In the weeks which have followed, there have been almost daily protests against the coup, and a mass civil disobedience campaign under which doctors, teachers, factory workers and others have gone on strike. The military has responded with increasing force resulting in the deaths of at least 50-people last week alone.

UKRAINE The war between Russia and the Ukraine continues unabated with reports that Russian hybrid forces have lunched at least multiple attacks per day in the eastern Ukraine.

It’s been reported that the type of weaponry used by the Russians against the Ukraine forces include 120mm and 82 mm mortars, anti-tank grenades and anti-tank rockets, in addition to small arms fire.

14 March 2021 - The armed formations of the Russian Federation violated the ceasefire in the Joint Forces Operation (JFO) area in Donbas 13 times, wounding a Ukrainian soldier. Despite pressure from Germany and other international governments on Russia regarding the annexation of the Crimea – Russia is unrelenting and the war continues.

HAITI As thousands of Haitians protest each Sunday against Jovenel Moïse, their embattled and increasingly authoritarian president, their protest signs and songs exhort the U.S. ambassador and the head of the United Nations mission in Haiti, who is also a career U.S. diplomat, “to stop supporting a dictatorship.” The protests reflect a broad consensus among politicians, intellectuals, lawyers and others in Haiti, supported by human rights experts and members of the U.S. Congress, that the Biden administration is propping up Moïse and preventing the emergence of a Haitian-led solution to the political crisis.

Taking Moïse’s side might have been an attempt to manage Haiti’s political crisis at a time when the administration’s attention is focused elsewhere. But Moïse proceeded as if this support provided a green light for continued repression. Unchecked, Moise is steering Haiti toward a more authoritarian future.

YEMEN A top Houthi commander was killed in southwest Yemen on Sunday (14th March 2021) during clashes with pro-government forces, according to a report from Arabi21.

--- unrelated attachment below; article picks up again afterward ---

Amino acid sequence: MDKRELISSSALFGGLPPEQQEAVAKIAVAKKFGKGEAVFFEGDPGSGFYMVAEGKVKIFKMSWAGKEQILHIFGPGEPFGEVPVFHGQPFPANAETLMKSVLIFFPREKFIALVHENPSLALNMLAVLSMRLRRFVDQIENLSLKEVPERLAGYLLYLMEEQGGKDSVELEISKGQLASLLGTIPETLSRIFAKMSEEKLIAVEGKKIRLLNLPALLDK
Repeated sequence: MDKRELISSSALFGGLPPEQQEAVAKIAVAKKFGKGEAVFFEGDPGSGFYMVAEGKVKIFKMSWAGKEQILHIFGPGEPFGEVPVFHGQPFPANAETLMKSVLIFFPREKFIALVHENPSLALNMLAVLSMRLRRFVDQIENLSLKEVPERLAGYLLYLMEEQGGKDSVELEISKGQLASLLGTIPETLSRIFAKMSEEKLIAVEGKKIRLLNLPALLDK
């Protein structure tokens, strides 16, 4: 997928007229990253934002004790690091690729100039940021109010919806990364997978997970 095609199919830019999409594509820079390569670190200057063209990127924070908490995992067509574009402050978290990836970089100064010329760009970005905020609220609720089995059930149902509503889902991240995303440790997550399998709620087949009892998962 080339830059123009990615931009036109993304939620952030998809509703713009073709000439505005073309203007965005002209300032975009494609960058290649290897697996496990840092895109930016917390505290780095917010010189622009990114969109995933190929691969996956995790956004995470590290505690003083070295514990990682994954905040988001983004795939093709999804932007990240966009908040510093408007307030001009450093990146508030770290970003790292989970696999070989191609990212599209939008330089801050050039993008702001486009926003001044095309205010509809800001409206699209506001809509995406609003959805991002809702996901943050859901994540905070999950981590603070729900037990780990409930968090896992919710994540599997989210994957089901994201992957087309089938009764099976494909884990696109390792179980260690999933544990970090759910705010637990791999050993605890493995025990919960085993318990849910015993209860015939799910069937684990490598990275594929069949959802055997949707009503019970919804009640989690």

Abu Asad, literally meaning 'father of the lion', was killed along with scores of Yemen's Iran-backed rebels in the eastern front of the embattled city of Taiz, according to a spokesman for forces loyal to the internationally-recognised government. Army spokesman Colonel Abdul Basit Al-Bahr described Abu Asad as one of the highest-ranking and feared Houthi commanders in the region. His death comes as Yemen's Saudi-backed government forces are locked in heavy fighting with Houthis around Taez. Pro-government fighters have wrested control of the city's Jabal Habashi district from the rebels.

Yemeni media have reported, however the number of civilian casualties continues to rise. Seven children were wounded in an alleged Houthi shelling hit a residential area in the city, according to the charity Save the Children, who warned of an "unacceptable increase in civilian casualties".

If you are travelling at any time this year and would like a more detailed country and regional risk assessment, before deciding whether you need the services of an International Executive Close Protection Team or not, please do not hesitate to contact us at Ares Risk Management.

Finally, we’d like to wish you a safe and COVID-19 free March